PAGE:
Earlier this year, Trenton-based Republican consultant Rich Ambrosino's phone started ringing off the hook.
It had just become public that one of New Jersey's most powerful political figures, George E. Norcross III, was part of an investor group looking to buy Philadelphia Media Network, the parent company of The Inquirer, and other politicians were worried, Ambrosino said.
"The political culture being what it is, there's always going to be Republicans saying, 'He's doing it to influence public policy outcomes,' " he said.
Now that Norcross, a Democratic power broker with a reputation for combative relationships with reporters, is a managing partner of the newspaper's new ownership group, questions about his intentions are swirling in the state capital and beyond.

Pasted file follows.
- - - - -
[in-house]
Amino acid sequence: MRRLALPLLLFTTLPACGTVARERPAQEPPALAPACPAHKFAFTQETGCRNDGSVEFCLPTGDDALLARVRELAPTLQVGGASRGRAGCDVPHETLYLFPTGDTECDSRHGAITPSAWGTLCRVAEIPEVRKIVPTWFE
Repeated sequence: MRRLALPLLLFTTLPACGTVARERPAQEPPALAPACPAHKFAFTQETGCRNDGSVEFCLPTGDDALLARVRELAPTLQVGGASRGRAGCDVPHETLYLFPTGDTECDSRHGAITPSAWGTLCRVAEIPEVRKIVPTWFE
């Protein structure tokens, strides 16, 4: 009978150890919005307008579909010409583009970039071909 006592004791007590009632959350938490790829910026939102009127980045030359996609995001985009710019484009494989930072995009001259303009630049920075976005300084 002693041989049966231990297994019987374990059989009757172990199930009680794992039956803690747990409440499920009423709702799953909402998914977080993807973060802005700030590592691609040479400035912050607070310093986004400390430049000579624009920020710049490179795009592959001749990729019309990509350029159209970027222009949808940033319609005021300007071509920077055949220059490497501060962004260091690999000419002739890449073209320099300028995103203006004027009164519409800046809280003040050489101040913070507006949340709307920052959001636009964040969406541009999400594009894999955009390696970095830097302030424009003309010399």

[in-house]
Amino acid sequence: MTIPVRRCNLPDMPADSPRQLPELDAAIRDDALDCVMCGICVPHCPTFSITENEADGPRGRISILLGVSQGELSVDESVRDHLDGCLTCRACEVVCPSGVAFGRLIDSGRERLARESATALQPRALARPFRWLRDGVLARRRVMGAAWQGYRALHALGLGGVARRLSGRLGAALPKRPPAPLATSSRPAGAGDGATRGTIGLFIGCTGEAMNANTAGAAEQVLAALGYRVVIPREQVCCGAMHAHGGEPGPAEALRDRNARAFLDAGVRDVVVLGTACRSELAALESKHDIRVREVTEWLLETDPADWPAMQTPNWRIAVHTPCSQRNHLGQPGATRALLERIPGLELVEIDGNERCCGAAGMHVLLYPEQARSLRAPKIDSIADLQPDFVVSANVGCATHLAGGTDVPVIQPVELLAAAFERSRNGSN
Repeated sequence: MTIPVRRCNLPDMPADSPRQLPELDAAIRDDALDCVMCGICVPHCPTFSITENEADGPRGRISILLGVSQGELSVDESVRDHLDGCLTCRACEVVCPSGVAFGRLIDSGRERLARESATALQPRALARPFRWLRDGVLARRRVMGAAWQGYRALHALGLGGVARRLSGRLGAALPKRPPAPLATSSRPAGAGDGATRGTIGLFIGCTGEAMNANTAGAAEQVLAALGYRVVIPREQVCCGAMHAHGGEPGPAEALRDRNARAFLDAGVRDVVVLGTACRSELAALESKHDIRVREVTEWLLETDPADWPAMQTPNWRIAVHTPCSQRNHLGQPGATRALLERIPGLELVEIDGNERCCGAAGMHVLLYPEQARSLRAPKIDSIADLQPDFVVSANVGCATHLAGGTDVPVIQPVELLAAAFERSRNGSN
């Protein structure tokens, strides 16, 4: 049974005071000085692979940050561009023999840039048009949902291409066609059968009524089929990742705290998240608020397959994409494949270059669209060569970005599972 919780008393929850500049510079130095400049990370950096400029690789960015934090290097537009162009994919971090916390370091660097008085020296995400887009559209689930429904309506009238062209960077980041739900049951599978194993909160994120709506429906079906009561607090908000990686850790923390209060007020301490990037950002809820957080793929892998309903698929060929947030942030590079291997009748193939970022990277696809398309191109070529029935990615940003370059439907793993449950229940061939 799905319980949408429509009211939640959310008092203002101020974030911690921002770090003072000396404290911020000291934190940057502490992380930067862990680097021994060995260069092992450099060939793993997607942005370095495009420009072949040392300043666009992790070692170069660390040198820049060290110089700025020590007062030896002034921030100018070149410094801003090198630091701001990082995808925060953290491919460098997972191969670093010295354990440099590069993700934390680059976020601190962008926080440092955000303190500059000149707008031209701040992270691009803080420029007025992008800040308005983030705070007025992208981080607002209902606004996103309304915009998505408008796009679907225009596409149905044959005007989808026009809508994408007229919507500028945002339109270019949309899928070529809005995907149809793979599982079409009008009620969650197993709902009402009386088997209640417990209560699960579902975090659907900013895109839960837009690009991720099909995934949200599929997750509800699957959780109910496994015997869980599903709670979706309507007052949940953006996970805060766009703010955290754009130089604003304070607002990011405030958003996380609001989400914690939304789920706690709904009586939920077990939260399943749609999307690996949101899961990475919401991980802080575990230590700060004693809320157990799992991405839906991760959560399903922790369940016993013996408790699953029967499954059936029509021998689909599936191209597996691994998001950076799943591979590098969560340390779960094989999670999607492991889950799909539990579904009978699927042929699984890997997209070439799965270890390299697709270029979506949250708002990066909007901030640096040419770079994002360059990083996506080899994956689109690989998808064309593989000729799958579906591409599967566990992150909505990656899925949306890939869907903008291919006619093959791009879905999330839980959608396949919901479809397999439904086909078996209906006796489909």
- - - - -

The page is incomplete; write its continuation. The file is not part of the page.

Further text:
Will the more-than-180-year-old newspaper continue to cover New Jersey and regional politics in the way it has done for years? Will articles be steered to favor causes supported by Norcross, which in the last year have included charter schools, the proposed merger of Rutgers-Camden and Rowan University, and the slashing of government worker benefits?Read more »